The 2021 Final Redistricting Map features newly drawn boundaries for Alaska State House races on the Kenai Peninsula. (

The 2021 Final Redistricting Map features newly drawn boundaries for Alaska State House races on the Kenai Peninsula. (

Redistricting shifts peninsula rep boundaries

Seward and Kodiak will vote together; Carpenter’s district expands

Seward will vote with Kodiak, not Nikiski, under redistricting plans adopted by the Alaska Redistricting Board during a public hearing on Nov. 5. The monthslong redistricting process, which happens every 10 years following the census, is winding down following a statewide circuit conducted by the board to gather feedback on proposed plans.

The southern boundary of the district that is currently represented by Republican Rep. Ben Carpenter was expanded, from the northern rim of Skilak Lake to the northern rim of Tustumena Lake. Carpenter’s district used to include Seward and Lowell Point, which now fall in the same district as Kodiak and Cordova, currently represented by Speaker of the House Louise Stutes, a Republican.

Carpenter’s district now abruptly swerves to include a chunk of land across Resurrection River west of Seward, before swerving back to cut off Seward and Bear Creek where the highway crosses the river. The new boundaries put Seward in the same district as other Gulf Coast communities, represented by Stutes, and places Bear Creek in the same district as Nikiski, represented by Carpenter.

The district containing Kenai and Soldotna, currently represented by Republican Rep. Ron Gillham in the State House, now no longer includes some residents in the Mackey Lake area. Maps adopted in 2013 show the eastern boundary of that district running along Mackey Lake Road almost to the Sterling Highway. The new maps step down twice between Sports Lake Road and Riggs Avenue, carving around businesses like the Loon Lake Resort and King’s Haven Lodge — which are now in Carpenter’s district.

Further south, communities across Kachemak Bay will now vote with Homer and other southern peninsula communities instead of with Kodiak and Tyonek. That’s with the exception of Nanwalek, which will continue to vote with communities across Cook Inlet.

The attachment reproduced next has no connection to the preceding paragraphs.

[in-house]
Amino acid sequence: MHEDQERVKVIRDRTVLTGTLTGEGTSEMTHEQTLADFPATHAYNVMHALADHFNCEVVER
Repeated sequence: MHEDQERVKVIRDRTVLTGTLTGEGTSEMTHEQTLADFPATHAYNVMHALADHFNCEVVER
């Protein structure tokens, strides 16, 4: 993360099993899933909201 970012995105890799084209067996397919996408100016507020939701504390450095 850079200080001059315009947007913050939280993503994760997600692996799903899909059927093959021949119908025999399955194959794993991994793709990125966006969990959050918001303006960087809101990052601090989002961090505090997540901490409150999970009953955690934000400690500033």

In all, the board approved six plans for consideration, none of which were expected to be the final version. Central peninsula residents testified in support of keeping communities together at an open house the redistricting board held in Soldotna in October. Many opposed a map that would have put Nikiski and south Anchorage in the same district, as well as a map that would have broken off a chunk of the City of Kenai.

Alaska Redistricting Board member Nicole Borromeo said during October’s open house that the Kenai Peninsula’s population grew by about 6.9% between 2010 and 2020, second only to the Matanuska-Susitna Borough, which she said the board was “wrestling with.”

Criteria for drawing state legislative districts is outlined in the Alaska Constitution, which says that districts must be contiguous and compact in addition to being equal in population size with socioeconomic integration. Legal explanations and definitions for each of those phrases have been fleshed out by the Alaska Supreme Court in cases heard between 1972 and 2012.

Alaska had a population of about 733,391 according to the 2020 census. Alaska’s constitution describes 40 legislative districts, meaning that each district should be drawn such that it contains as close to 18,335 people as possible.

The Alaska Redistricting Board reconvened Monday to consider, among other things, Senate pairings with the newly approved House districts, according to the agenda for that meeting. A final map must be adopted by Nov. 10.

An interactive map of new State House district boundaries can be found on the Alaska Redistricting Board’s website at

Reach reporter Ashlyn O’Hara at

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